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Google Street View in Canada’s North

Northern exposure.

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You thought you had trouble getting to the office in the morning? Try getting to Quttinirpaaq (Koo-TIN-ir-pa-ack) National Park. Located on the northern tip of Ellesmere Island about 800 kilometres from the North Pole, getting there takes several connecting flights, a fair bit of time, and no small amount of cash. Only two or three dozen determined adventurers manage to do it in any given year.

All of which makes Google’s effort to map the place for its Street View technology even more welcome. Last summer, the company loaned its iconic 360-degree trekker camera to Parks Canada, part of an ongoing push to bring the whole country to Google Street View. “We look at it as digital cartography,” says Alexandra Hunnings Klein of communications and public affairs at Google Canada. “[It’s] an opportunity to create a digital mirror that reflects Canada back to Canadians.”

For Google, the journey is a dramatic demonstration of its ever-evolving geo-mapping technology, as well as its aspiration to organize, arrange, catalogue, classify, and otherwise be in charge of the world’s digital info. The camera itself is a strange, 20-kilogram bug-eyed ball that can sit on top of a car, a Ski-Doo, or a backpack. Loaded with 15 cameras of five megapixels each, it snaps photos every two seconds; Google engineers then stitch together the images for a seamless visual experience akin to video.

“[It’s] an opportunity to create a digital mirror that reflects Canada back to Canadians.”

In this case, while Google did the tech-ing, Parks Canada did the trekking, sending two representatives to hike 50 kilometres of the 37,775-square-kilometre park. A quick tour of Google’s “footage” gives you a taste of what life is like at the “Top of the World” (a translation of the park’s Inuktitut name), complete with glaciers, mountains, fjords, lakes, and rivers. Kudos to the marketing department here: it’s hard to imagine a better way to promote one of the country’s most stunning yet underutilized parks to the world. But Hunnings Klein says the project goes beyond PR. “If you’re able to see and experience areas of Canada through Street View or through other methods, it creates empathy,” she points out. “It creates understanding of places you otherwise might not see.”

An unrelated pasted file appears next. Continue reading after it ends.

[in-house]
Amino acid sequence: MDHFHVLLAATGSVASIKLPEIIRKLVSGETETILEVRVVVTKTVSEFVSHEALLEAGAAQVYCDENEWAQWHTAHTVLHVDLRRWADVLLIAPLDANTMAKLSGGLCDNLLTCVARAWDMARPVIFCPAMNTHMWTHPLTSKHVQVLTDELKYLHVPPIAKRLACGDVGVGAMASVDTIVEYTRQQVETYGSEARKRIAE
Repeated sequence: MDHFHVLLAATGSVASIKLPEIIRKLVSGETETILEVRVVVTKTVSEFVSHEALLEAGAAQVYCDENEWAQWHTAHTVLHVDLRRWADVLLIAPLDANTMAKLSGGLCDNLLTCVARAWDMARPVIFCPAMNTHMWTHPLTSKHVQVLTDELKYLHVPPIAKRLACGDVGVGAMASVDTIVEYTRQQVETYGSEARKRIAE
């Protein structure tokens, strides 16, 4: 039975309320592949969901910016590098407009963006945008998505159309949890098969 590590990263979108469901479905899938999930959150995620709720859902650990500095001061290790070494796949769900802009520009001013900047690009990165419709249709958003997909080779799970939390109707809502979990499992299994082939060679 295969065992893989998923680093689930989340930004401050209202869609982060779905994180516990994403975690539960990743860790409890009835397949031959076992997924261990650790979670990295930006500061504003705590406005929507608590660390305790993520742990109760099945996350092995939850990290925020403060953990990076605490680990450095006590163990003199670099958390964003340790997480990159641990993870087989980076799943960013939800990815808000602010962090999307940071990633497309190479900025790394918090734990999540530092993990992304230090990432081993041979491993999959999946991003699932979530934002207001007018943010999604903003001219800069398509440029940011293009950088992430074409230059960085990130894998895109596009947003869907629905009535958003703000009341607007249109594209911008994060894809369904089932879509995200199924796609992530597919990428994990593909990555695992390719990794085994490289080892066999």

Let’s be honest: it’s also about pride. It is all too easy for city dwellers to forget that we are, as a nation, still roughing it in the bush. Through our art, our literature, even our pop music, we have been taught to revere the landscape and to see wilderness as part of who we are—to never doubt that the Jack pine, standing noble and steadfast on the shore of some unnamed Lake Algonquin, is a symbol not only of nature, but of our nature.

Looking through the visuals on Google’s online Street View collection, it’s hard not to be beguiled and spellbound by the very idea of the North: the vastness, the majesty, the raw, unyielding power of ice and rock and sky. Gazing upon the wide-open, all-encompassing, seemingly infinite space, you get the sense that alongside hockey and maple syrup, this too is our patrimony—the True North, strong and free, now streaming online in stunning, 360-degree high definition.

Photos courtesy of Parks Canada.

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January 15, 2018